As I have frequently noted on this blog, most recently here, the question of whether or not the Insured vs. Insured applies to preclude coverage is a frequently recurring D&O insurance coverage issue. In the following guest post, Peter Webster of the Carlton Fields law firm takes a look at a recent Florida intermediate appellate court decision interpreting and applying a D&O insurance policy’s Insured vs. Insured exclusion. Peter and his Carlton Fields colleague Patricia Thompson represented the insurer in the proceeding. I would like to thank Peter for his willingness to publish his article as a guest post on this site. I welcome guest post submissions from responsible authors on topics of interest to this site’s readers. Please contact me directly if you would like to submit a guest post. Here is Peter’s guest post.
The Florida First District Court of Appeal, in Durant v. James and Progressive Casualty Insurance Company, an April 4, 2016, opinion, rejected arguments by a former director of a defunct bank holding company that an insured vs. insured exclusion was ambiguous and that, therefore, his claim against the former President and CEO of the holding company should have been covered by the company’s D & O policy because the claim was not brought in the former director’s capacity as a director but, rather, in his personal capacity. In a case of first impression in the Florida courts, the First District distinguished an earlier decision by Florida’s Third District Court of Appeal in Rigby v. Underwriters at Lloyd’s, London, 907 So. 2d 1187 (Fla. 3d DCA 2005), which the former director contended supported his position that the exclusion did not expressly state whether it applied to all claims brought by a former director or only to claims brought by a former director in his capacity as a former director and that the exclusion must be read in favor of the insured, and coverage. The court concluded that Rigby was factually distinguishable because the named insured was the insured company’s bankruptcy trustee, who had been added as an insured at his request “after his claim had materialized to advance a particular statutory duty,” in essence, limiting Rigby to its peculiar facts. The court also held that coverage was not afforded by an exception to the insured vs. insured exclusion for claims “brought by the Insured Person [that] arise out of the employment of the Insured Person” because the former director was not an employee of the company simply by virtue of his position as director.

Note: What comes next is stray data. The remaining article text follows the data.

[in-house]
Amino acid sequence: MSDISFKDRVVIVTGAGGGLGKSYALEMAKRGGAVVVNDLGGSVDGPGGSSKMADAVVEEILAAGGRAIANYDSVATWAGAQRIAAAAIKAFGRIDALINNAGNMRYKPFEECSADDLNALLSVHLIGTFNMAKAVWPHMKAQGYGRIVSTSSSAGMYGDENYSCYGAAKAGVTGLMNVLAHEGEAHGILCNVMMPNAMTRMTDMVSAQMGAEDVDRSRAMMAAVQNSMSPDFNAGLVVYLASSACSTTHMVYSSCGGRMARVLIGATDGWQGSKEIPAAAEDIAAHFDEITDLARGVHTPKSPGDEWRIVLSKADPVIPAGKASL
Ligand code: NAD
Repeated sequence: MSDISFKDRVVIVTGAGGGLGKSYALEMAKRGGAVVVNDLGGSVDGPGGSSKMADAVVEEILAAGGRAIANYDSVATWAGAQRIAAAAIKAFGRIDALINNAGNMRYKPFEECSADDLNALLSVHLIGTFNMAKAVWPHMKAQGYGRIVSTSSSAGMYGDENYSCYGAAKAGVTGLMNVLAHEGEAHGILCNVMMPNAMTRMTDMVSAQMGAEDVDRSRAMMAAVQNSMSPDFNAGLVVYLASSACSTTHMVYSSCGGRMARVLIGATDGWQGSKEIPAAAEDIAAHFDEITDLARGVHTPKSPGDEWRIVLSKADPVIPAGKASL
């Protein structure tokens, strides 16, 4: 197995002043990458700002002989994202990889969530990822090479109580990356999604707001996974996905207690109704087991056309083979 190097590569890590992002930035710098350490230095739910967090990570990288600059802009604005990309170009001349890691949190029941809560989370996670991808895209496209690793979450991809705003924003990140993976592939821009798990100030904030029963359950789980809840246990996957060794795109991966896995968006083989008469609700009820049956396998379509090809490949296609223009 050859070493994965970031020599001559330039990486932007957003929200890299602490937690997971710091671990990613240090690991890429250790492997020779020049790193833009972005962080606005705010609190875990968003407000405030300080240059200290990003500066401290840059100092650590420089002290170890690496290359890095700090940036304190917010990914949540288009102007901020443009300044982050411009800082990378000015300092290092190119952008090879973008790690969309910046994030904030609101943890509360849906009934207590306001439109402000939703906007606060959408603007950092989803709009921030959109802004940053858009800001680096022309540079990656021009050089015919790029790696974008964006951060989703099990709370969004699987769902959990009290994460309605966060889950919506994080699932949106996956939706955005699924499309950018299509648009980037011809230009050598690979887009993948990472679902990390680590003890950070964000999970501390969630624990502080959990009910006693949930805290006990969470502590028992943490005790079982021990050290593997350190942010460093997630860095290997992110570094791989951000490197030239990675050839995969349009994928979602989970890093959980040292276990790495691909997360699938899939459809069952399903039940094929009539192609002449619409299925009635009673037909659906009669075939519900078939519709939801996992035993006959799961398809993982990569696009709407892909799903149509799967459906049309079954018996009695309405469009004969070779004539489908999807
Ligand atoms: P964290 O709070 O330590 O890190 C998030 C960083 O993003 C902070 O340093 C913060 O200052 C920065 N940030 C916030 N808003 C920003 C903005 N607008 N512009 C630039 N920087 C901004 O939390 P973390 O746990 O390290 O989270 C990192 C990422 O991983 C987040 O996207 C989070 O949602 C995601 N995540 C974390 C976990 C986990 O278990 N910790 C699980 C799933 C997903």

Noting that Florida law requires that words in an insurance policy be given their “plain and ordinary meaning,” the court concluded “there is no ambiguity or lack of clarity in the terms” requiring interpretation, and that, “[a]pplying the clear language of the policy, the trial court correctly declared that there was no coverage.”